With all of us having some spare time on our hands thanks to the Coronavirus, now’s a great time to do some of the busywork that always seems to fall through the cracks when we’re operating at normal speed.
One place where I am terribly deficient and terribly lazy is paying attention to things like SEO on my website and more specifically, taking the necessary steps to make sure my images are discoverable by search engines like Google.
Sometimes, it’s just fine to buy the less expensive option when you’re purchasing photo gear. Even though I can afford pretty much anything I want, I always default to bargains and good value.
When it comes to filters for your camera lens, I rarely think going cheap is a good idea. People spend thousands of dollars on a lens that they have saved up for only to cover it with a cheap, plastic, filter.
If you are following me on social media, you know I have been experimenting with what I call “photo paintings” for a good while now. After almost five decades as a photographer, I never get tired of learning new things; coming up with new ideas (new to me anyway) and trying to find new ways to express myself through my lens.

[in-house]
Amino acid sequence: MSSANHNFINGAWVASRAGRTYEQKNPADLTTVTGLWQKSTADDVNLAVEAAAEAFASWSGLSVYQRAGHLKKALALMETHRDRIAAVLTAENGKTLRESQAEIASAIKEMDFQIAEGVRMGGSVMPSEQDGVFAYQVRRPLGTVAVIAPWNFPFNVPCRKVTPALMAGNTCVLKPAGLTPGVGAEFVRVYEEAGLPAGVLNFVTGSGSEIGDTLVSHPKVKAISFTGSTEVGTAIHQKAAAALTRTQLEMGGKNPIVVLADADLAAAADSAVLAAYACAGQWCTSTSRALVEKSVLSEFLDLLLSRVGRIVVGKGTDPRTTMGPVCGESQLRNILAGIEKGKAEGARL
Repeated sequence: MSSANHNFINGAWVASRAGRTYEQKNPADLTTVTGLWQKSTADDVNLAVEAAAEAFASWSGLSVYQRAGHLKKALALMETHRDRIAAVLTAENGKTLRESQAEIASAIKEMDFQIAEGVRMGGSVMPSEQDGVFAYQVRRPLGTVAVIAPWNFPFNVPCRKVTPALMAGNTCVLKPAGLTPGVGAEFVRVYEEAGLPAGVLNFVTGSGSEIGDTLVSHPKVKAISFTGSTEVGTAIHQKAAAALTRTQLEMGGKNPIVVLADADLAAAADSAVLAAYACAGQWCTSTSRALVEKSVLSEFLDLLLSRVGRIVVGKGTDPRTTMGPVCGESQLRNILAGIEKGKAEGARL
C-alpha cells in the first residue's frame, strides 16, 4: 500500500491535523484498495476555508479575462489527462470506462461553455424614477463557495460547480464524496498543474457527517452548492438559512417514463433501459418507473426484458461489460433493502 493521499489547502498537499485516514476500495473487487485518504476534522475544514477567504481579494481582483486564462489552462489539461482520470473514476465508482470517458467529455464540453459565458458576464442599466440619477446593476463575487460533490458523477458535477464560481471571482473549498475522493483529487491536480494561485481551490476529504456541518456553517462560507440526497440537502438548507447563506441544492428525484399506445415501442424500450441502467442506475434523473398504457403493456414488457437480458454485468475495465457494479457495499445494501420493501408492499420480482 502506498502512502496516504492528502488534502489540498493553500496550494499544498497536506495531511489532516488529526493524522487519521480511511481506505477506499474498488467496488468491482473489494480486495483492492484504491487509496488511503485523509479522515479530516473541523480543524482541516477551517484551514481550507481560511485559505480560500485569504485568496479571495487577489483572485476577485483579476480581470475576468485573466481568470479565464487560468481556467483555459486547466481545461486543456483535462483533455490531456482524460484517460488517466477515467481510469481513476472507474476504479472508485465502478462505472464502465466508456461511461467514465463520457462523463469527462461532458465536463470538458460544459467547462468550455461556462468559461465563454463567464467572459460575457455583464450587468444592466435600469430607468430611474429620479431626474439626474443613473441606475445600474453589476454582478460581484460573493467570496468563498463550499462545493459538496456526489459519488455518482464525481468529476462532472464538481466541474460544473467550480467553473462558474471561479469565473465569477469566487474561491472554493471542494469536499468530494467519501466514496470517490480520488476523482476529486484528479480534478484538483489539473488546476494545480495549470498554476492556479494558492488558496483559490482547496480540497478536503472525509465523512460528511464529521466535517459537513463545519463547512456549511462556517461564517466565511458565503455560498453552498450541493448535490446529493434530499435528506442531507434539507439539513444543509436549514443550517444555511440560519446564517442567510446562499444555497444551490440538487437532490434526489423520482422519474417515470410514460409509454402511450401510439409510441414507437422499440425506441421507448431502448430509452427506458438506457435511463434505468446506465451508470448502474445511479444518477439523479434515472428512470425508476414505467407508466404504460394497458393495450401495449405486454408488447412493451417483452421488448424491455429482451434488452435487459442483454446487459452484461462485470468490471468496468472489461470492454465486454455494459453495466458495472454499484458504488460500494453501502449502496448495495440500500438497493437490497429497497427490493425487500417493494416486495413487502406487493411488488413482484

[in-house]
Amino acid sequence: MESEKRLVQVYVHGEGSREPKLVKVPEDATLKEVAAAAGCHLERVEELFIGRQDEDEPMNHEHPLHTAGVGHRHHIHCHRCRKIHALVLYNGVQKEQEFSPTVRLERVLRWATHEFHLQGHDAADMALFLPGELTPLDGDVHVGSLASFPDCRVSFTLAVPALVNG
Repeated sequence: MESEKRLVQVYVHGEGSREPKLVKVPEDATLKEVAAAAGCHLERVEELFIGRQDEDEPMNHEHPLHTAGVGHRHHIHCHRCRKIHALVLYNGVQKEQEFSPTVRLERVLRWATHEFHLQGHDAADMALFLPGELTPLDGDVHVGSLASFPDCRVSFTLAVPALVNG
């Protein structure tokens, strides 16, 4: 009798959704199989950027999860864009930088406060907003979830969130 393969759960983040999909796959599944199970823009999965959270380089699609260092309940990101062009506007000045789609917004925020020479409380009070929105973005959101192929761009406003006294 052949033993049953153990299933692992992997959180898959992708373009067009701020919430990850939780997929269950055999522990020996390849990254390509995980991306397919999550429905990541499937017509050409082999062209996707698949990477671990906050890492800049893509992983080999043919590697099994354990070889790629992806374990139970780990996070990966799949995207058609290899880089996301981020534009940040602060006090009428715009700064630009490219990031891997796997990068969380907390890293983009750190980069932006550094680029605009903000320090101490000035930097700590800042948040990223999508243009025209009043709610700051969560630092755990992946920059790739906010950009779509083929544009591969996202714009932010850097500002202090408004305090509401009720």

The photo paintings are my latest attempt at all of the above.
The date is 2040, just 20 years from now. I am long gone, but many in my audience are still actively pursuing their careers in photography or other visual media.
Most are struggling to keep afloat. Many have left the profession. Economies of scale along with rampant dis-intermediation have eliminated most jobs in the visual creative field.
I am fast approaching my 50th year as what I would consider a “serious” photographer. I have learned a whole lot in that time. One of the oldest lessons I learned and one of those that has survived all the changes in the industry is this…
Pedantry is the enemy of great photography.
This is a short post about “seeing.” Understanding composition is as important in photography as understanding your camera. Having a point of view, and something to say, is where art starts. Composition is how you craft that point of view.
New photographers have a lot to learn. That’s normal. Every journey starts with the first step. While these aren’t the ONLY 10 things beginners should know, they are 10 things that will absolutely help newbies get a better foothold on their photography. So without further ado, here’s a list of 10 things every beginning photographer should know: